Saoirse Ronan - A teenage hit girl is thinking big

At 17, Saoirse Ronan is aiming to sustain her reputation for classy roles into her adult career. James Mottram meets her

She's the Oscar-nominated star of Atonement, whom director Peter Jackson calls "amazing on screen". But when we meet, I'm given an early reminder that Saoirse Ronan (it's pronounced "Sir-sha", by the way) is still only 17. I've just told her that I've seen the final Harry Potter film. "I can't believe it's the last one," she squeals, flushed with excitement, her blue eyes widening. "I've basically grown up with Harry Potter, as so many kids my age have. It's kind of a part of my life. I'll go see it no matter what."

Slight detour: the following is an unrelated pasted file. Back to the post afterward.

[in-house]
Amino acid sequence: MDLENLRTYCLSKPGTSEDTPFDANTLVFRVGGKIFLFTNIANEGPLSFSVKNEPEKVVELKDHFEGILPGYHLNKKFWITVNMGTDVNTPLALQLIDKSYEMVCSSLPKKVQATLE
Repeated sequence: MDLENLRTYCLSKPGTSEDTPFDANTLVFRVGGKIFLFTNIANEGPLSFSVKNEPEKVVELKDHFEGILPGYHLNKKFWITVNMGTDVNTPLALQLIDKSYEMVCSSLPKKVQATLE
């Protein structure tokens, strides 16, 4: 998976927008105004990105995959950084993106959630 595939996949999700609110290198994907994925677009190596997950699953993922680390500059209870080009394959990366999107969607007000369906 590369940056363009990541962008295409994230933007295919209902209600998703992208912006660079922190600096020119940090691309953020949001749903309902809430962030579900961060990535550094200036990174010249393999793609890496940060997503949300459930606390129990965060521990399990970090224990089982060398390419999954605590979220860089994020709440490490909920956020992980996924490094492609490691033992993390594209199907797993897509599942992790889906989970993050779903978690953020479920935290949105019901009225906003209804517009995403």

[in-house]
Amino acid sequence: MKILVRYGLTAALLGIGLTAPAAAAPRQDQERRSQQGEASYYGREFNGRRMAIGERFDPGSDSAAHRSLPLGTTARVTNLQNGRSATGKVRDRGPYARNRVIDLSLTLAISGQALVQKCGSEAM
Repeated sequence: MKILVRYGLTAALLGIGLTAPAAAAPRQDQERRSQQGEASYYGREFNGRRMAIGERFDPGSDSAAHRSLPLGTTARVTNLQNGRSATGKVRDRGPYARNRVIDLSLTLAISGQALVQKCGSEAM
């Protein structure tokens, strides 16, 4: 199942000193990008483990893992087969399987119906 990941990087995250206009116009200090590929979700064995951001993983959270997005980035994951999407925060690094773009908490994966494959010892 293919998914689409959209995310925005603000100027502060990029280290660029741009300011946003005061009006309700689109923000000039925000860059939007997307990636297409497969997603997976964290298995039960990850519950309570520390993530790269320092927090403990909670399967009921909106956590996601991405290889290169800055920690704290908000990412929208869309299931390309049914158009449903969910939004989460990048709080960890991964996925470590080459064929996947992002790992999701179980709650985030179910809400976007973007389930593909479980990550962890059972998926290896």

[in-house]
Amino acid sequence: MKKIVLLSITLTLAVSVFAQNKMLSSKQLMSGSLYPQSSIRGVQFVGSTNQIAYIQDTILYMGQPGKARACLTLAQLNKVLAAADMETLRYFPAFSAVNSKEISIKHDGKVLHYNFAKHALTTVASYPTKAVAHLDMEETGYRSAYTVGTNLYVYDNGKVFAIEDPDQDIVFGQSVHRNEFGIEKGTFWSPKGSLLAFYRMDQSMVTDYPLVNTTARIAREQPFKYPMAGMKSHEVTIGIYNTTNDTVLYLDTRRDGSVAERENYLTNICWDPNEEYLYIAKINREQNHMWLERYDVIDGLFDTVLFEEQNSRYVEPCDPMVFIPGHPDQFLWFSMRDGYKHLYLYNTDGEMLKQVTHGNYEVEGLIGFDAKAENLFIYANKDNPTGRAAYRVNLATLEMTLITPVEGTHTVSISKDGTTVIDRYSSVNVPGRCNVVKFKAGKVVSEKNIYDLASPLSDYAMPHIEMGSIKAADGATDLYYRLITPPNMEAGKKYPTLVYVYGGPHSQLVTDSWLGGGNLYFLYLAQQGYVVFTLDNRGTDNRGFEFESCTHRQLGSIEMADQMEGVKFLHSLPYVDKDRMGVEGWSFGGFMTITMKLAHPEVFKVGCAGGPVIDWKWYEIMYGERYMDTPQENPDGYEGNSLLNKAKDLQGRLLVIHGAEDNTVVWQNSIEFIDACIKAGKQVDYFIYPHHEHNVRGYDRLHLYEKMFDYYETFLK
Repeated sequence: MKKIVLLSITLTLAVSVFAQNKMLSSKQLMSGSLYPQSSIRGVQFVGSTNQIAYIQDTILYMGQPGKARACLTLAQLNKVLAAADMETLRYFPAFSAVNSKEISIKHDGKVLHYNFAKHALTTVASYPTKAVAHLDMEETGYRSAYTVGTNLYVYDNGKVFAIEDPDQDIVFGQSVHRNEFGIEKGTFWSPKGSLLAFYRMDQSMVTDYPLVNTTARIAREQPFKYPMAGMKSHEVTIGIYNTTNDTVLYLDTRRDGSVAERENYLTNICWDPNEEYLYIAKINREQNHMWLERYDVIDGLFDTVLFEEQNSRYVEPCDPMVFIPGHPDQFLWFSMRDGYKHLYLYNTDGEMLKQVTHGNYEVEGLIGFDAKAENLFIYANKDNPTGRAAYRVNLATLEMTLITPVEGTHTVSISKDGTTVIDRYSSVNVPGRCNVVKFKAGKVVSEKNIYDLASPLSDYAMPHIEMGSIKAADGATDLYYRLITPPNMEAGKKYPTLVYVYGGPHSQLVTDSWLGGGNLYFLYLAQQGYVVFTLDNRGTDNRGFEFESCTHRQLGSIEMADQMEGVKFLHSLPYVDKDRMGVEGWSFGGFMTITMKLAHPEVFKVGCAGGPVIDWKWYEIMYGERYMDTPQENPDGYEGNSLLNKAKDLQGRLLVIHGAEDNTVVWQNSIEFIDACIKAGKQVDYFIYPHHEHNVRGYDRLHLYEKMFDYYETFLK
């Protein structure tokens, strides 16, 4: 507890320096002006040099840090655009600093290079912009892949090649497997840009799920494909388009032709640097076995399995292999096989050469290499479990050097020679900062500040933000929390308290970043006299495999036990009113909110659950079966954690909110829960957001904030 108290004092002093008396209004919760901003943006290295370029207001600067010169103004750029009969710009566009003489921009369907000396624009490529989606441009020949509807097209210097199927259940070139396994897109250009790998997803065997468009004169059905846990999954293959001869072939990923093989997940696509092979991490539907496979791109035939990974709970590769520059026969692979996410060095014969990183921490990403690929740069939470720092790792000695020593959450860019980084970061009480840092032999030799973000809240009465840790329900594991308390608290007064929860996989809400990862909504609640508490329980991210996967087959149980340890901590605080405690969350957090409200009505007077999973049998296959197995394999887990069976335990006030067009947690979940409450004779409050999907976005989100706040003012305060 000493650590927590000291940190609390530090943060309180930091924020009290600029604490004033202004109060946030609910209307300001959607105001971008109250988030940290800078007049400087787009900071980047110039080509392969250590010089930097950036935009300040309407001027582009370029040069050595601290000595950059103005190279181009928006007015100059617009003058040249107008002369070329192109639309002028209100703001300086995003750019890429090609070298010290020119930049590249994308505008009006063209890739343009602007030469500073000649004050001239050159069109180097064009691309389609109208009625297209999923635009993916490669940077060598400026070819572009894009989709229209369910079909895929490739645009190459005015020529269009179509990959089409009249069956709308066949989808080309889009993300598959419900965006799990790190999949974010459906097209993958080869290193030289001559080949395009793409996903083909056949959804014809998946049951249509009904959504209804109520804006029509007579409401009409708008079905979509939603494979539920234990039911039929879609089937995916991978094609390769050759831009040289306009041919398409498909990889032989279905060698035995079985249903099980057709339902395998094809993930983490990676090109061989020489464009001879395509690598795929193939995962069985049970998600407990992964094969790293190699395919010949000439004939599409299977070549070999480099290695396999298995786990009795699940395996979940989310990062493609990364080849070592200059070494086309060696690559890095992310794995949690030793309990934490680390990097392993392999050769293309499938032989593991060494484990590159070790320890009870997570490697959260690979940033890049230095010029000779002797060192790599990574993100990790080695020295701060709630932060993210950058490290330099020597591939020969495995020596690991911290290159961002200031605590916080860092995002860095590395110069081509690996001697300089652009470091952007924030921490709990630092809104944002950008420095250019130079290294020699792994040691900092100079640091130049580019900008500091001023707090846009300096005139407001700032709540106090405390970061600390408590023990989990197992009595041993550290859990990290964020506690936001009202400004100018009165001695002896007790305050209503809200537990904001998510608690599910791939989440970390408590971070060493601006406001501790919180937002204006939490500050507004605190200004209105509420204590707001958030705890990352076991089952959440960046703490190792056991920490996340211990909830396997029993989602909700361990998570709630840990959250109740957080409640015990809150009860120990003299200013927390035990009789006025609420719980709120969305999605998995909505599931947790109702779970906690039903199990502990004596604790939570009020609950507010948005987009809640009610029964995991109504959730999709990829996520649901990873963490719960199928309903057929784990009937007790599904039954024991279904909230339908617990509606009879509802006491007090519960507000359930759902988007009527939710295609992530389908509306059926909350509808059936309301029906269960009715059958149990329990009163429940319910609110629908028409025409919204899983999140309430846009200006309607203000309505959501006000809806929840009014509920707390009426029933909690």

Five years ago, she auditioned for the role of Harry's fellow Hogwarts pupil Luna Lovegood (eventually won by fellow Irish actress Evanna Lynch). "I was too young – but at the time I thought, 'I'd love to be in Harry Potter.' When I was younger, I used to think they had the best job in the world." But now it's different. Potter is over – and it's Ronan who is in the enviable position. With directors clamouring to work with her, she also doesn't have to deal with hordes of screaming fans like her Potter peers.

Rather than mania, Ronan seems to inspire loyalty wherever she lands. "Saoirse is the most focused and dedicated actor I've ever met in my life," says Joe Wright, who directed her in his film of Ian McEwan's Atonement and in this year's teenage assassin tale Hanna. "She drives herself harder than anyone else ever could or would."